Racial differences in parenting style typologies and heavy episodic drinking trajectories.

Published

Journal Article

OBJECTIVE: This study examines racial differences between Whites and Blacks in the association of parenting style typologies with changes in heavy episodic drinking from adolescence to young adulthood. METHOD: The analytic sample consists of 9,942 adolescents drawn from the National Longitudinal Study of Adolescent Health, which followed respondents from ages 12 to 31 years. Confirmatory factor analysis and factor mixture modeling are used to classify parenting style typologies based on measures of parental acceptance and control. Heavy Episodic Drinking (HED) trajectories are evaluated using a zero-inflated Poisson multigroup latent growth curve modeling approach. RESULTS: The mixture model identified 4 heterogeneous groups that differed based on the 2 latent variables (parental acceptance and control): balanced (65.8% of the sample), authoritarian (12.2%), permissive (19.4%), and uninvolved or neglectful (2.7%). Regardless of race, we found that at age 12 years, children of authoritarian parents have a higher probability of not engaging in HED than children of parents with balanced, permissive, or neglectful parenting styles. However, among Black youth who reported HED at age 12, authoritarian parenting was associated with greater level of HED at age 12 but a less steep increase in level of HED as age increased yearly as compared with balanced parenting. For White adolescents, uninvolved, permissive, and authoritarian parenting were not associated with a greater level of HED as age increased yearly as compared with adolescents exposed to balanced parenting. CONCLUSION: The influence of parenting styles on HED during adolescence persists into young adulthood and differs by race for youth engaging in HED.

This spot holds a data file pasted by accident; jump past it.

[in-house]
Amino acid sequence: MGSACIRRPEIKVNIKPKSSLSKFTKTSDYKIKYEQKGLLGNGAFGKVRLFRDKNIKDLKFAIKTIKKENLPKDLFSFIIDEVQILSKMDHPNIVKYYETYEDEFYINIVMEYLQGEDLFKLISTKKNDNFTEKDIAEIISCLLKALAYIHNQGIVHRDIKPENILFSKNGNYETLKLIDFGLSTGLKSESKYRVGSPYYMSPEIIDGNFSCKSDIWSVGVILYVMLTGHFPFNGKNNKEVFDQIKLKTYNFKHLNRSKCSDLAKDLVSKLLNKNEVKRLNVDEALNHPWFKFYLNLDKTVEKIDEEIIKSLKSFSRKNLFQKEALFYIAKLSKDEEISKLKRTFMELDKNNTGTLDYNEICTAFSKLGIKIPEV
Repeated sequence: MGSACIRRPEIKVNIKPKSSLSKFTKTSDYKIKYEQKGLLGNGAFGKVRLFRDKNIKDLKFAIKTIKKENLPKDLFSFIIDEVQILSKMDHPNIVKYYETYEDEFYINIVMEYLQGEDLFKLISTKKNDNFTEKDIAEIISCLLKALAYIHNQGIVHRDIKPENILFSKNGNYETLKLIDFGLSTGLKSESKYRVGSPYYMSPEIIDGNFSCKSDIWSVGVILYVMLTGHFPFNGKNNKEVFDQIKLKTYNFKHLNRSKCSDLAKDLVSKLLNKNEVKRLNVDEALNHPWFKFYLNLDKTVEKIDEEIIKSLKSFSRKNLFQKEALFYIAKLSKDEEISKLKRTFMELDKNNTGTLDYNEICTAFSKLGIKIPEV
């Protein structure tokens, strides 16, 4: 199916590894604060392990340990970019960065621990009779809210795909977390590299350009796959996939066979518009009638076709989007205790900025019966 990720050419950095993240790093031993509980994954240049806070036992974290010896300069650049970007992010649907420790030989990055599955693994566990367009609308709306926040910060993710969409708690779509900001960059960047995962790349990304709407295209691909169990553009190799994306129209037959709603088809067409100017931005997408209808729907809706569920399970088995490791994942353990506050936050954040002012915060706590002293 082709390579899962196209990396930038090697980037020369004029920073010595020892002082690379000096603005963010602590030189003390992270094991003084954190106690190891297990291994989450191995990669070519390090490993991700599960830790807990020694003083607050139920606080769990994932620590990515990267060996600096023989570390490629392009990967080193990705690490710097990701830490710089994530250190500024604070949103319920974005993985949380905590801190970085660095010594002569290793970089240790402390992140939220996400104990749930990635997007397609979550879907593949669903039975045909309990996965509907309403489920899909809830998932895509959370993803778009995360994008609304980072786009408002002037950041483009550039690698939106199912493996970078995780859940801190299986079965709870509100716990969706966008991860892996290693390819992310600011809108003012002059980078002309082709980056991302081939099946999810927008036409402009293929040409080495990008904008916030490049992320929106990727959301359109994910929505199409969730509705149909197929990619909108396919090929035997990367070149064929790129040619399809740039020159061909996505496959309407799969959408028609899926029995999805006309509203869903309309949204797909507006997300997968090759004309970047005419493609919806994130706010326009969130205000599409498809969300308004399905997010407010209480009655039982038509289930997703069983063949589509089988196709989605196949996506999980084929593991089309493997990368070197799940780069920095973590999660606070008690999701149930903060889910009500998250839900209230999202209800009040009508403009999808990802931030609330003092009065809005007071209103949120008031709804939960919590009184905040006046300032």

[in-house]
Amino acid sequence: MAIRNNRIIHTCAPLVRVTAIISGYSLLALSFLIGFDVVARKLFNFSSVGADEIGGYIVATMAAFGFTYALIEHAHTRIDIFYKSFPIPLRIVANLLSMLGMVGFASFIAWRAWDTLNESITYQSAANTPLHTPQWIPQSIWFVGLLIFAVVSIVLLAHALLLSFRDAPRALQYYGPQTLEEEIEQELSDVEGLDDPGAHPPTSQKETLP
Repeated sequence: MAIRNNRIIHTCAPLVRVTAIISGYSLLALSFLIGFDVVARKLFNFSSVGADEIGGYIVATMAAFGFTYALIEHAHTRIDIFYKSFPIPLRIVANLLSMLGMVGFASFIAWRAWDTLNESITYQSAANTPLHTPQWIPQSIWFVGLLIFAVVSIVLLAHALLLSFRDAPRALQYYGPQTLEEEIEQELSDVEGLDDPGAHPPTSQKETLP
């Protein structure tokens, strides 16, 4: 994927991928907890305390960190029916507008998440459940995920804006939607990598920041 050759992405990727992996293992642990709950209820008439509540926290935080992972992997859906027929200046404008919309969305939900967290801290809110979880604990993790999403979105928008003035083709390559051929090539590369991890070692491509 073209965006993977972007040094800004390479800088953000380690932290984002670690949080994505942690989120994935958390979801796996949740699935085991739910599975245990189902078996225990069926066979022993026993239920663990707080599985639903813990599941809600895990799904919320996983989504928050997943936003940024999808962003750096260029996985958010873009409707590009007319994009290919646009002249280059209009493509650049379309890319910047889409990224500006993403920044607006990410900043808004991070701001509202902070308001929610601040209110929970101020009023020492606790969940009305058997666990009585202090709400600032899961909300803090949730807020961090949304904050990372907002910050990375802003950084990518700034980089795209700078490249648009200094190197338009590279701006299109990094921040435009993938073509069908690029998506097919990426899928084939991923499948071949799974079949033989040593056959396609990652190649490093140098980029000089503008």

Full Text

Duke Authors

Cited Authors

  • Clark, TT; Yang, C; McClernon, FJ; Fuemmeler, BF

Published Date

  • July 2015

Published In

Volume / Issue

  • 34 / 7

Start / End Page

  • 697 - 708

PubMed ID

  • 25222086

Pubmed Central ID

  • 25222086

Electronic International Standard Serial Number (EISSN)

  • 1930-7810

Digital Object Identifier (DOI)

  • 10.1037/hea0000150

Language

  • eng

Conference Location

  • United States